Volinsky v. Lenovo (United States) Inc.

Filing 30

ORDER granting in part and denying in part Defendant's 19 Motion to Dismiss. The Court sua sponte grants Volinsky leave to amend Count IV to properly separate the three warranty claims contained within into separate counts. Any amendment must be filed no later than April 10, 2024. Signed by Judge Kathryn Kimball Mizelle on 3/27/2024. (ZG)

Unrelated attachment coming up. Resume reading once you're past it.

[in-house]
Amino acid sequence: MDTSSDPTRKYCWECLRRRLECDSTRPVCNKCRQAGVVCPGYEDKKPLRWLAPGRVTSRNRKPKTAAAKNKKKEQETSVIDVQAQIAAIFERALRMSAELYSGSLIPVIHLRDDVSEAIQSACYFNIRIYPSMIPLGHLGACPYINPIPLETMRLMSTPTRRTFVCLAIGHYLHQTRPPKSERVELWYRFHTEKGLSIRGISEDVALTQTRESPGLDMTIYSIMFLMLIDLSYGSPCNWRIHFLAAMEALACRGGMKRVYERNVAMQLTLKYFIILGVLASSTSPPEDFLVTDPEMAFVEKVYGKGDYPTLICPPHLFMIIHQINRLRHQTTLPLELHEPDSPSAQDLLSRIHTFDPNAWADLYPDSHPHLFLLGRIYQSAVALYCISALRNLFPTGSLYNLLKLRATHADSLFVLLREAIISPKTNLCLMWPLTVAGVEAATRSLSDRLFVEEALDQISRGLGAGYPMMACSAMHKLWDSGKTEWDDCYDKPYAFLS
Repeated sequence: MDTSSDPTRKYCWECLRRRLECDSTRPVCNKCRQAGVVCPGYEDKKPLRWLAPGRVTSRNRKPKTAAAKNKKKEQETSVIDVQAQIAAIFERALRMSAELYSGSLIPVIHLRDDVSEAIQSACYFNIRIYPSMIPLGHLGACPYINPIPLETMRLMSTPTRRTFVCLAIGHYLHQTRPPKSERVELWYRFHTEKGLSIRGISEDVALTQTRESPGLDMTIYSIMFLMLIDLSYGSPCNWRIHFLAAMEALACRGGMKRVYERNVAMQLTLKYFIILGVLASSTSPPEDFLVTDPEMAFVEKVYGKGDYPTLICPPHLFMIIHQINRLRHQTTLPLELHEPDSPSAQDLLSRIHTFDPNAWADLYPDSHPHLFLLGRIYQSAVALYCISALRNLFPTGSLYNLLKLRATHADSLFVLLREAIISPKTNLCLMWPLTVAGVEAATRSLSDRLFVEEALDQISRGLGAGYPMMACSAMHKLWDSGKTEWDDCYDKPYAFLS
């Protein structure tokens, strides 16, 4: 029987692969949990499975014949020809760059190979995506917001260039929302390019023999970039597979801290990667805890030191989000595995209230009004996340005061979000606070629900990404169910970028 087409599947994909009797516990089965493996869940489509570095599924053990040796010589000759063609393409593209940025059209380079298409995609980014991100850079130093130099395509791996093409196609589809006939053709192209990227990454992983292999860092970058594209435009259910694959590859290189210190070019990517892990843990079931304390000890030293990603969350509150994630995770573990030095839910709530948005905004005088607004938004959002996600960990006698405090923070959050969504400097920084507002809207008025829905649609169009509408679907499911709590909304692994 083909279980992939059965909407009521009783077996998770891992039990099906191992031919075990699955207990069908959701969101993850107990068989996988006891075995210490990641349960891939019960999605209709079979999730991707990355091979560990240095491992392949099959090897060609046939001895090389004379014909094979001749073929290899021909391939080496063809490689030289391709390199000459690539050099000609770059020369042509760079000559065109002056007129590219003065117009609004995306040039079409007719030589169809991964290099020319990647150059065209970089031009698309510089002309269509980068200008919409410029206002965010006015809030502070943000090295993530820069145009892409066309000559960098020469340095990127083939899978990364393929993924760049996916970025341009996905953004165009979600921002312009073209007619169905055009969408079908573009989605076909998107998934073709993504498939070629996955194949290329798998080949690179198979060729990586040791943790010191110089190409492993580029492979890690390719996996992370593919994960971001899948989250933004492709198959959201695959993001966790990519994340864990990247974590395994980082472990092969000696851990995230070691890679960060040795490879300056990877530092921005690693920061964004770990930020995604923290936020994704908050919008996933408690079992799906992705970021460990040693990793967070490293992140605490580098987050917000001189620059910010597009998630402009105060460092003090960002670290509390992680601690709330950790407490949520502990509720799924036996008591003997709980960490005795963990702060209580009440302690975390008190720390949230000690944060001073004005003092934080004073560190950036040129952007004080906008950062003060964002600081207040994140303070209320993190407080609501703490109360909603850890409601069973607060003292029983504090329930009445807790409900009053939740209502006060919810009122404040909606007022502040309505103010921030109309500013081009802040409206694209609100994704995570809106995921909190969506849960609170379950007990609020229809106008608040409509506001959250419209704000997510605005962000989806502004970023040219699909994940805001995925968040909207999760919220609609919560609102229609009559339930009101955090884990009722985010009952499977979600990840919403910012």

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UNITED STATES DISTRICT COURT MIDDLE DISTRICT OF FLORIDA TAMPA DIVISION ALEX VOLINSKY, on behalf of himself and all others similarly situated, Plaintiff, v. Case No: 8:23-cv-00250-KKM-NHA LENOVO (UNITED STATES) INC., Defendant. ___________________________________ ORDER In 2019, Alex Volinsky bought a Lenovo 14w laptop from the company’s website. Today, he seeks to represent two consumer classes—one from Florida and one from a seemingly random collection of other southern states—in an action claiming that Lenovo committed a host of statutory violations and common law torts arising out of the 14w’s alleged “defective hinge mechanism.” See generally Am. Compl. (Doc. 17); id. ¶ 4. Lenovo moves to dismiss the amended complaint under Federal Rule of Civil Procedure 12(b)(1) and 12(b)(6). MTD (Doc. 19). Because I largely agree with Lenovo that Volinsky lacks Article III standing to assert some claims in the amended complaint and fails to state a claim with respect to the others, I grant the motion in part. I. BACKGROUND The 14w is a convertible laptop. Am. Compl. ¶ 5. In layman’s terms, that means the laptop has hinges that allow a user to open it 180 degrees. See id. As is common in modern e-commerce, Lenovo’s website contains information about the technical specifications and features of its products, including the 14w. The amended complaint reproduces four groups of such statements. See id. ¶¶ 2, 4, 6. • First, under the header “[b]ecause things happen”: “With military-grade durability, the 14w can more than handle the bumps and knocks of everyday life. Its full-sized keyboard and mechanically anchored keys are spill resistant up to 1.39 cups / 330 ml.” Id. ¶ 2. • Second, under the heading “[d]urability,” id., Lenovo provides four bullet points on the 14w’s specifications: o “Meets military-specification testing” o “Reinforced ports & hinges” o “Drop-resistant up to 29.5” / 75cm” o “Spill-resistant keyboard (with mechanically anchored keys)” • Third, under the heading “[l]eave the power cord at home”: “On a single charge, the 14w can run for up to 10 hours*. That should be more than enough for your daily commute, and for you to get everything done at school or work once you’re there.” Id. ¶ 4. • Fourth, under the heading “[e]asy on the eyes”: “Behind the stamped aluminum shell cover, the 14” FHD display boasts a 6 mm narrow bezel, plus IPS and antiglare technology. The result is a larger, more vibrant screen with wide-angle viewing that’s less of a strain on your eyes. There’s also a touchscreen option for faster, more intuitive interaction.” Id. ¶ 6. Although Volinsky does not point to any statement to this effect, he claims that Lenovo “tells consumers [the 14w] will function reliably and be free of flaws, damage, and 2 structural deficiencies for many years, subject to normal and intended use.” Id. ¶ 3; see also id. ¶ 7 (claiming that Lenovo “market[ed] [the 14w] as capable of functioning reliably and remaining in proper working condition for years to come”); id. ¶¶ 61, 75, 84, 87–89, 106, 110, 114–116, 118, 121 (similar phrasing littered throughout the amended complaint’s substantive counts). The gist of Volinsky’s suit is that the 14w (and especially its hinges) did not live up to Lenovo’s billing. He claims that the hinge mechanism “was made of low-quality [and] low-strength materials, which caused the hinges to break and/or detach.” Id. ¶ 8; see also id. ¶ 14 (alleging that “the glue and plastic support components that contain the metal hinges and mounting hardware are too weak to withstand normal use, frequent openingand-closing, and switching between sitting upright and laying open flat.”). This design, Volinsky says, “caused (1) the two halves of the [14w], the top panel and the base panel, to loosen and/or disconnect from each other,” “and/or (2) the screen to separate from the top panel housing, which exposed the inside of the top panel, made the [14w] incapable of being closed properly, and affected the function and capabilities of the device.” Id. ¶ 9; see also id. ¶ 16 (alleging that Volinsky’s laptop suffered from hinge problems and attaching several images). Volinsky alleges that the problem with his device is just one example of a common issue with the 14w product line and that some consumers have complained online. Id. ¶¶ 10–15, 18–20. 3 Volinsky claims to have relied on the above statements by Lenovo when purchasing the 14w from the manufacturer’s website at its advertised price. Id. ¶¶ 41–44. If he had been aware of the hinge problem, he says, he would have either paid less or made a different purchase. Id. ¶ 45. Going forward, Volinsky alleges that he intends to buy from Lenovo again, at least once “he can do so with the assurance the Product’s representations are consistent with its abilities, attributes, and/or composition.” Id. ¶ 48. II. LEGAL STANDARDS A. Rule 12(b)(1) “Article III of the Constitution limits federal courts to deciding ‘Cases’ and ‘Controversies.’ ” Drazen v. Pinto, 74 F.4th 1336, 1342 (11th Cir. 2023) (en banc) (quoting U.S. CONST. art III, § 2). “[S]tanding is one of several doctrines that reflect this fundamental limitation.” Id. (quoting Summers v. Earth Island Inst., 555 U.S. 488, 493 (2009)). Article III standing has three elements: injury in fact, traceability, and redressability. See id. A defendant may raise standing objections at the pleading stage by moving to dismiss for lack of subject-matter jurisdiction under Rule 12(b)(1). See FED. R. CIV. P. 12(b)(1). There are two kinds of Rule 12(b)(1) attacks. Facial attacks “challenge[] whether a plaintiff ‘has sufficiently alleged a basis of subject matter jurisdiction, and the allegations in his complaint are taken as true for the purposes of the motion.’ ” Kennedy v. Floridian 4 Hotel, Inc., 998 F.3d 1221, 1230 (11th Cir. 2021) (quotations omitted). In contrast, factual attacks “challenge[] the existence of subject matter jurisdiction irrespective of the pleadings, and extrinsic evidence may be considered.” Id. “A district court evaluating a factual attack on subject matter jurisdiction . . . is free to weigh the evidence and satisfy itself as to the existence of its power to hear the case.” Id. (quotations omitted). B. Rule 12(b)(6) Federal Rule of Civil Procedure 8(a)(2) requires “a short and plain statement of the claim showing that the pleader is entitled to relief.” This pleading standard “does not require ‘detailed factual allegations,’ but it demands more than an unadorned, the-defendant-unlawfully-harmed-me accusation.” Ashcroft v. Iqbal, 556 U.S. 662, 678 (2009) (quoting Bell Atl. Corp. v. Twombly, 550 U.S. 544, 555 (2007)). “A pleading that offers ‘labels and conclusions’ or ‘a formulaic recitation of the elements of a cause of action will not do.’ ” Id. (quoting Twombly, 550 U.S. at 555). “Nor does a complaint suffice if it tenders ‘naked assertion[s]’ devoid of ‘further factual enhancement.’ ” Id. (quoting Twombly, 550 U.S. at 557). “To survive a motion to dismiss” for failure to state a claim, a plaintiff must plead sufficient facts to state a claim that is “plausible on its face.” Id. (quoting Twombly, 550 U.S. at 570). A claim is plausible on its face when a “plaintiff pleads factual content that allows the court to draw the reasonable inference that the defendant is liable for the 5 misconduct alleged.” Id. When considering the motion, courts accept the complaint’s factual allegations as true and construe them in the light most favorable to the plaintiff. Pielage v. McConnell, 516 F.3d 1282, 1284 (11th Cir. 2008). Courts should limit their “consideration to the well-pleaded factual allegations, documents central to or referenced in the complaint, and matters judicially noticed.” La Grasta v. First Union Sec., Inc., 358 F.3d 840, 845 (11th Cir. 2004), abrogated on other grounds by Twombly, 550 U.S. 544. C. Rule 9(b) Federal Rule of Civil Procedure 9 provides that “[i]n alleging fraud or mistake, a party must state with particularity the circumstances constituting fraud or mistake.” FED. R. CIV. P. 9(b). To satisfy Rule 9(b), a complaint must include “(1) precisely what statements were made in what documents . . . or what omissions were made; (2) the time and place of each such statement and the person responsible for making (or, in the case of omissions, not making) each statement; (3) the content of such statements and the manner in which they misled the plaintiff; and (4) what the defendants obtained as a consequence of the fraud.” Crawford’s Auto Ctr., Inc. v. State Farm Mut. Auto. Ins. Co., 945 F.3d 1150, 1159 (11th Cir. 2019) (quotations omitted). III. ANALYSIS Lenovo moves to dismiss each of the amended complaint’s seven counts. I address each count in turn, dividing the arguments based on whether they attack the Court’s 6 subject-matter jurisdiction under Rule 12(b)(1) or challenge the amended complaint’s sufficiency under Rule 12(b)(6) and Rule 9(b). A. Jurisdictional Arguments Lenovo raises two jurisdictional arguments. First, it argues that Volinsky lacks standing to assert the proposed multistate class’s claims under other states’ consumer fraud statutes in Count II. Second, it contends that Volinsky lacks standing to seek injunctive relief as a remedy for any claims, Florida law or otherwise. I agree with Lenovo on both points. 1. Volinsky Lacks Article III Standing to Assert the Multistate Claims in Count II Along with a Florida class, Volinsky seeks to represent a “Consumer Fraud MultiState Class” asserting Alabama, Kentucky, Louisiana, Mississippi, and Tennessee class members’ claims under those states’ consumer fraud statutes. Am. Compl. ¶¶ 50, 69–72. Lenovo argues that Volinsky cannot pursue consumer fraud claims under the laws of other states when he alleges only that he was injured in Florida. MTD at 12–14. Thus, Lenovo says, no named plaintiff has standing to bring such claims and Count II must be dismissed. Id. I agree. Although this case has not yet proceeded to a motion for class certification, I begin with “the basic principle that at the class certification stage only the named plaintiffs need have standing.” Green-Cooper v. Brink Int’l, Inc., 73 F.4th 883, 888 (11th Cir. 2023) 7 (footnote omitted); see also In re Equifax Inc. Customer Data Sec. Breach Litig. (Equifax Data Breach Litig.), 999 F.3d 1247, 1261 (11th Cir. 2021) (“[O]nly one named plaintiff must have standing as to any particular claim in order for it to advance.”). Because Volinsky is the only named plaintiff, his standing (or lack thereof) to pursue the multistate claims in Count II is all that matters, both now and on review of any eventual motion for class certification. Volinsky is a Florida resident living in Pinellas County. See Am. Compl. ¶¶ 30, 36. He does not allege that his injury—purchasing an allegedly faulty 14w laptop from Lenovo’s website sometime in 2019—occurred anywhere other than Florida. See generally id. In other words, there is no connection between Volinsky’s injury and the consumer fraud statutes of any other state. See, e.g., Inouye v. Adidas Am., Inc., No. 8:22-cv-416, 2023 WL 2351654, at *5–6 (M.D. Fla. Mar. 3, 2023). Because Volinsky has suffered no injury under the laws of states other than Florida, he lacks Article III standing to assert claims under other states’ laws, either on his own behalf or as the lone named plaintiff in a proposed multistate class. See Green-Cooper, 73 F.4th at 888; Equifax Data Breach Litig., 999 F.3d at 1261. Volinsky argues that I need not decide standing until class certification. See Resp. (Doc. 26) at 6–7. But jurisdictional questions cannot wait, and Volinsky has done nothing to suggest he will be able to assert the proposed multistate claims at the class certification stage either. 8 In sum, “standing is not dispensed in gross; rather, plaintiffs must demonstrate standing for each claim that they press.” TransUnion LLC v. Ramirez, 594 U.S. 413, 431 (2021) (emphases added). Because Volinsky cannot transform his Florida injury into one of another state, he lacks standing to assert the multistate claims alleged in Count II, either individually or as a class representative. See Green-Cooper, 73 F.4th at 888; Equifax Data Breach Litig., 999 F.3d at 1261. 2. Volinsky Lacks Standing to Seek Injunctive Relief The amended complaint “seeks class-wide injunctive relief because [Lenovo’s allegedly unlawful marketing] practices continue.” Am. Compl. ¶ 57; see also id. ¶¶ 68, 82; id. at 26. Lenovo argues that Volinsky lacks standing to assert injunctive relief, MTD at 18–19, and Volinsky agrees to drop the matter. See Resp. (Doc. 26) at 7 n.1 (“respectfully withdraw[ing] [Volinsky’s] request for injunctive relief”). Volinsky lacks standing to seek injunctive relief. “[A] person exposed to a risk of future harm may pursue forward-looking, injunctive relief to prevent the harm from occurring, at least so long as the risk of harm is sufficiently imminent and substantial.” TransUnion, 594 U.S. at 435. Volinsky’s alleged injury is far from “certainly impending.” See Clapper v. Amnesty Int’l USA, 568 U.S. 398, 402 (2013) (quotations omitted). It beggars belief—knowing what he claims to about the 14w’s alleged deficiencies—that Volinsky is in immediate danger of purchasing another laptop of the same model from the 9 same manufacturer. The amended complaint’s boilerplate assertion that Volinsky “intends to, seeks to, and will purchase the [14w] again when he can do so with the assurance [that Lenovo’s] representations are consistent with the [14w’s] abilities, attributes, and/or composition,” Am. Compl. ¶ 48, cannot show a “certainly impending” injury both under the circumstances alleged in the complaint and as a matter of simple common sense, Clapper, 568 U.S. at 402; see also MTD at 19 (collecting cases in which Volinsky’s counsel has unsuccessfully argued that past purchasers have standing to seek injunctive relief based on future purchases of the same product). The argument is especially ill-suited to this pastpurchaser suit, as a laptop is not the kind of consumer good typically subject to regular repeat purchases. As with the multistate claims, because Volinsky lacks standing to seek injunctive relief and is the only named plaintiff, there is no standing for the putative classes to seek such relief either. See Green-Cooper, 73 F.4th at 888; Equifax Data Breach Litig., 999 F.3d at 1261. B. Non-Jurisdictional Arguments 1. Count I: Florida Deceptive and Unfair Trade Practices Act (the FDUTPA) “The elements comprising a consumer claim for damages under [the] FDUTPA are: (1) a deceptive act or unfair practice; (2) causation; and (3) actual damages.” Carriuolo v. Gen. Motors Co., 823 F.3d 977, 983 (11th Cir. 2016). A deceptive act is a 10 “representation, omission, or practice that is likely to mislead [a] consumer acting reasonably in the circumstances.” Alhassid v. Nationstar Mortg. LLC, 771 F. App’x 965, 969 (11th Cir. 2019) (per curiam) (quotations omitted). “An objective test is used to determine whether an act is deceptive under [the] FDUTPA, and the plaintiff must show that the alleged practice was likely to deceive a consumer acting reasonably in the same circumstances.” Marrache v. Bacardi U.S.A., Inc., 17 F.4th 1084, 1098 (11th Cir. 2021) (quotations omitted). Lenovo argues that “Volinsky cannot specifically identify any Lenovo advertising amounting to a promise the hinges on every laptop would last forever regardless of how someone used it, his claims instead are based on subjective and unreasonable cherry-picking of words in advertising, taken out of context.” MTD at 9. The basic idea is that Volinsky has failed to plausibly plead a deceptive act or unfair practice based on the statements alleged in the amended complaint. Volinsky responds that he has at least identified some related marketing materials, that Lenovo’s argument presents a fact question for the jury, and that anonymous internet commenters also complained about the 14w’s hinges. Resp. at 3–5. On balance, I agree with Lenovo. The amended complaint reproduces four groups of statements allegedly made by Lenovo. See supra § I. Construing them all in the light most favorable to Volinsky, only three of the alleged statements plausibly have anything to do with the 14w’s hinges. First, 11 under the “[b]ecause things happen” heading, Lenovo stated that “[w]ith military-grade durability, the 14w can more than handle the bumps and knocks of everyday life.” Am. Compl. ¶ 2. Second, under the “[d]urability” heading, two of the bullet points state that the 14w “[m]eets military-specification testing” and possesses “[r]einforced ports [and] hinges.” Id. Reading these three statements for all they are worth, they do not add up to Volinsky’s conclusory reformulations: “tell[ing] consumers [the 14w] will function reliably and be free of flaws, damage, and structural deficiencies for many years, subject to normal and intended use,” Am. Compl. ¶ 3, or “marketing [the 14w] as capable of functioning reliably and remaining in proper working condition for years to come,” id. ¶ 7. Volinsky does not allege that Lenovo made these broader statements; he simply concludes that they are logical inferences from the limited statements Lenovo did make. But an objectively reasonable consumer presented with the factual allegations in the amended complaint could not infer Volinsky’s sweeping interpretation from one vague sentence and two bullet points. This is especially so because Volinsky does not challenge any of the alleged statements’ factual accuracy. He does not, for example, allege that the 14w did not in fact possess “[r]einforced ports [and] hinges” or that it did not actually meet the “military-specification testing” that Lenovo represented it did. 1 To the degree Volinsky seeks to state a FDUTPA claim based on an allegedly fraudulent omission, that claim is subject to Rule 9(b)’s enhanced pleading requirement. See DJ Lincoln Enters. v. Google LLC, No. 1 12 Neither Volinsky’s subjective understanding of Lenovo’s marketing statements, nor the fact that a handful of anonymous complaints agree, mean that a reasonable consumer would interpret Lenovo’s limited statements about durability to include a sweeping perpetual guarantee. See Cummings v. Blue Diamond Growers, No. 1:22-cv-141, 2023 WL 3487005, at *3 (N.D. Fla. May 15, 2023) (“It is not enough to allege that [a FDUTPA plaintiff] or some others may subjectively feel deceived.”). Indeed, no reasonable consumer reading Lenovo’s statements, even construed in Volinsky’s favor, would conclude that Lenovo had promised that the 14w (or any given part) would never degrade so long as it was used as intended. 2 Because Volinsky has failed to plead a deceptive act or unfair practice, Count I fails. Carriuolo, 823 F.3d at 983; Alhassid, 771 F. App’x at 969; see also Cummings, 2023 WL 3487005, at *3–4 (dismissing similar FDUTPA claim brought by 21-12894, 2022 WL 203365, at *3 (11th Cir. Jan. 24, 2022) (per curiam) (applying Rule 9(b) to a FDUTPA claim alleging fraud). Because Volinsky does not plead “(1) precisely . . . what omissions were made; (2) the time and place of each such [omission] and the person responsible for . . . not making each statement; [and] (3) the content of such [omissions] and the manner in which they misled [him],” any omission-based claim fails to satisfy Rule 9(b). Crawford’s Auto Ctr., Inc., 945 F.3d at 1159 (cleaned up). And even if Volinsky satisfied Rule 9(b) by inverting his broad reconstructed statement into an omission, Lenovo’s failure to deny that statement would not be objectively deceptive to a reasonable consumer under the circumstances alleged in the amended complaint. Cf. Marrache, 17 F.4th at 1098. A narrower version of Volinsky’s reformulated statement might satisfy the reasonable consumer standard under different circumstances (for example, if given the same statements, the hinges on every 14w fell off two days after purchase). But Volinsky does not allege how long it took his hinges to degrade, instead relying on the idea that they degraded with regular use over some indeterminate time shorter than “many years.” See, e.g., Am. Compl. ¶¶ 3, 61–62. As pleaded, the amended complaint does not allege an objectively deceptive act. 2 13 Volinsky’s counsel against an almond seller because the plaintiff failed to plead an objectively deceptive act). 2. Count III: False and Misleading Advertising Florida’s misleading advertising statute provides that “[i]t shall be unlawful for any person to make or disseminate or cause to be made or disseminated before the general public . . . any misleading advertisement.” § 817.41(1), FLA. STAT. “Such making or dissemination of misleading advertising shall constitute and is hereby declared to be fraudulent and unlawful, designed and intended for obtaining money or property under false pretenses.” Id. A misleading advertisement is “any statement[] made, or disseminated, in oral, written, electronic, or printed form or otherwise, to or before the public, or any portion thereof, which are known, or through the exercise of reasonable care or investigation could or might have been ascertained, to be untrue or misleading” and that is “made or disseminated with the intent or purpose, either directly or indirectly, of selling or disposing of real or personal property.” Id. § 817.40(5). It is enough to state a claim under § 817.41 that a plaintiff “points to specific marketing statements he says were false and misleading, noting that [the marketer] could not and did not have a factual basis for making those statements.” Godelia v. Doe 1, 881 F.3d 1309, 1321 (11th Cir. 2018). Because claims under § 817.41 are founded in common law fraud-in-theinducement, Rule 9(b)’s heightened pleading standards govern. Cf. Smith v. Mellon Bank, 14 957 F.2d 856, 858 (11th Cir. 1992) (“In order to prove a violation of Section 817.41, Florida law requires the plaintiff to prove reliance on the alleged misleading advertising, as well as each of the other elements of the common law tort of fraud in the inducement.”); see also e.g., Era Organics, Inc. v. Erbaviva, LLC, No. 8:18-cv-2219, 2019 WL 13063471, at *1 (M.D. Fla. Mar. 8, 2019) (applying Rule 9(b) to a counterclaim alleging the violation of § 817.41). Count III violates Rule 9(b). Rather than plead with particularity the exact misleading statements that the claim relies on, Volinsky asserts only that Lenovo “made numerous misrepresentations of material fact, that the [14w] would function reliably and be free of flaws, damage, and structural deficiencies for many years, subject to normal and intended use, through its advertisements and marketing, through various forms of media, product descriptions distributed to resellers, and targeted digital advertising.” Am. Compl. ¶ 75. 3 Which forms of media, which targeted advertising, and which product descriptions distributed to resellers? And what misrepresentations did any of them contain, precisely? The purpose of Rule 9(b) is to “alert[] defendants to the precise misconduct with which they are charged and protect[] defendants against spurious charges of immoral and Volinksy does not even try to comply with Rule 9(b) with respect to Count III. See Am. Compl. ¶¶ 73– 82. And he does not incorporate the Rule 9(b) allegations that accompany Count VI, his fraud claim. See id. ¶¶ 105–22. But even if he had, those allegations are insufficient. See, e.g., id. ¶ 115 (failing to identify any particular time when the alleged statements or omissions were made and instead alleging that they were made “continuously throughout the applicable Class period(s)”); Crawford’s Auto Ctr., Inc., 945 F.3d at 1159 (requiring more). 3 15 fraudulent behavior” by requiring plaintiffs to plead with particularity. Ziemba v. Cascade Int’l, 256 F.3d 1194, 1202 (11th Cir. 2001) (quotations omitted). In the alternative, Count III fails for a similar reason to Count I: Volinsky’s conclusory reformulated statements are not what any reasonable person would understand Lenovo to have said based on the actual statements reproduced in the amended complaint. And Volinsky does not allege that any of the statements Lenovo made were false or misleading on their face. 3. Count IV: Breach of Express and Implied Warranties Count IV alleges that Lenovo breached an express warranty that the 14w “would be defect-free” and “would function reliably and be free of flaws, damage, and structural deficiencies for many years, subject to normal and intended use.” Am. Compl. ¶¶ 87–88. It then makes a similar claim framed as the breach of an implied warranty of merchantability or fitness for a particular purpose. See id. ¶¶ 96–97. Finally, and although the amended complaint does not address the third claim in any substantive paragraph, Volinsky tacks on a violation of the Magnuson Moss Warranty Act, 15 U.S.C. §§ 2301, et seq. Rather than reach the merits, I address a threshold problem with Count IV: it impermissibly combines three theories of warranty liability into a single count in violation of the Federal Rules of Civil Procedure. See FED. R. CIV. P. 10(b); Weiland v. Palm Beach 16 Cnty. Sheriff’s Off., 792 F.3d 1313, 1322–23 (11th Cir. 2015) (explaining that one “type of shotgun pleading is [a complaint] that commits the sin of not separating into a different count each cause of action or claim for relief”). Thus, Count IV is dismissed without prejudice as an impermissible shotgun pleading. Volinsky is granted leave to amend solely to separate the three distinct claims contained in Count IV into separate counts. 4. Count V: Negligent Misrepresentation A plaintiff must show four elements to prove negligent misrepresentation under Florida law: “(1) there was a misrepresentation of material fact; (2) the representer either knew of the misrepresentation, made the misrepresentation without knowledge of its truth or falsity, or should have known the representation was false; (3) the representer intended to induce another to act on the misrepresentation; and (4) injury resulted to a party acting in justifiable reliance upon the misrepresentation.” Osorio v. State Farm Bank, F.S.B., 746 F.3d 1242, 1259 (11th Cir. 2014) (quoting Tiara Condo. Ass’n, Inc. v. Marsh & McLennan Cos., 607 F.3d 742, 747 (11th Cir. 2010), certified question answered, 110 So. 3d 399 (Fla. 2013)). Again, Rule 9(b)’s heightened pleading standards apply. See Lamm v. State St. Bank & Tr., 749 F.3d 938, 951 (11th Cir. 2014). Lenovo argues that Count V should be dismissed because Volinsky does not comply with Rule 9(b). MTD at 16–17. For substantially the same reasons as I discussed with respect to Count III, I agree. See, e.g., Am. Compl. ¶¶ 101 (alleging that Lenovo’s 17 “representations and omissions went beyond the specific representations made in marketing, and incorporated the extra-labeling promises and commitments to quality, transparency and putting customers first, that it has been known for” without alleging the precise details of such “extra-labeling promises and commitments”). 4 Count V fails. 5. Count VI: Fraud To prove common law fraud under Florida law, a plaintiff must show “(1) a false statement concerning a material fact; (2) the representor’s knowledge that the representation is false; (3) an intention that the representation induce another to act on it; and (4) consequent injury by the party acting in reliance on the representation.” Butler v. Yusem, 44 So. 3d 102, 105 (Fla. 2010). Rule 9(b), of course, applies. Although Count VI is the lone claim in the amended complaint that even tries to comply with Rule 9(b)’s particularity requirement, for the reasons I have discussed above, that effort fails. Volinsky alleges a particular omission, although a somewhat odd one: that Lenovo “omitted . . . that the [14w] does not function reliably or remain free of flaws, damage, or structural deficiencies for many years, even when subject to normal and intended use.” Am. Compl. ¶ 112. But rather than allege the particular time and place that this omission occurred, Volinsky merely claims that Lenovo acted “continuously throughout the applicable Class period(s).” Id. ¶ 115. And although Count VI alleges that 4 See also supra n. 3. 18 Lenovo “made written and visual misrepresentations in the advertising and marketing of the [14w], that it would function reliably and be free of flaws, damage, and structural deficiencies for many years, subject to normal and intended use,” and that Volinsky read and relied on those misrepresentations, id. ¶¶ 118, 120, it is far from clear when and where exactly those affirmative misstatements occurred. In response to the motion to dismiss, Volinsky argues that he satisfied the “where” and “when” requirements of Rule 9(b) by alleging that he bought the laptop from Lenovo’s website in 2019. Resp. at 12 (citing Am. Compl. ¶ 40 (Volinsky “purchased the [14w] on one or more occasions within the statutes of limitations for each cause of action alleged, from lenovo.com, in 2019.”)). The cited paragraph, though, refers only to the time and place of purchase—it says nothing about where or when Volinsky viewed any alleged misrepresentations. And even if that allegation stood for what Volinsky has reformulated it to say, the mere suggestion that a fraudulent misrepresentation occurred somewhere on Lenovo’s website at some indeterminate time in the year 2019 does not satisfy Rule 9(b) either. Count VI fails. 6. Count VII: Unjust Enrichment Finally, a claim for unjust enrichment in Florida “has three elements: (1) the plaintiff has conferred a benefit on the defendant; (2) the defendant voluntarily accepted and retained that benefit; and (3) the circumstances are such that it would be inequitable for 19 the defendants to retain it without paying the value thereof.” Marrache, 17 F.4th at 1101 (quotations omitted). Lenovo argues that Count VII fails because it is tied to the merits of Volinsky’s FDUTPA claim and because the count fails to satisfy basic notice pleading standards. MTD at 17–18. Because I agree with Lenovo as to the second point, I need not discuss the first. The entirety of Count VII’s independent allegations is contained in the following sentence: “Defendant obtained benefits and monies because the [14w] was not as represented and expected, to the detriment and impoverishment of Plaintiff and class members, who seek restitution and disgorgement of inequitably obtained profits.” Am. Compl. ¶ 124. Although Volinsky incorporates the facts section of his amended complaint, see id. ¶ 123, he makes no effort to link those facts to the elements of unjust enrichment so as to “allow[] the court to draw the reasonable inference that [Lenovo] is liable for the misconduct alleged.” Iqbal, 556 U.S. at 678. Count VII is exactly the kind of “unadorned, the-defendant-unlawfully-harmed-me accusation” that Rule 8 does not permit. Id. Other district courts in this circuit agree. See Valiente v. Unilever U.S., No. 22-21507-CIV, 2022 WL 18587887, at *22 (S.D. Fla. Dec. 8, 2022) (dismissing an identically worded unjust enrichment count filed by Volinsky’s counsel based on pleading failure). Just like the unjust enrichment count in Valiente, Count VII “contains only naked assertions devoid of further factual enhancement.” Id. Count VII fails. 20 IV. CONCLUSION Accordingly, it is ORDERED: 1. Count II and Volinsky’s claims for injunctive relief are DISMISSED without prejudice for lack of Article III standing. 2. Counts I, III, V, VI, and VII are DISMISSED without prejudice for failure to state a claim. 3. Count IV is DISMISSED without prejudice as an impermissible shotgun pleading and the Court sua sponte grants Volinsky leave to amend Count IV to properly separate the three warranty claims contained within into separate counts. Any amendment must be filed no later than April 10, 2024. ORDERED in Tampa, Florida, on March 27, 2024. 21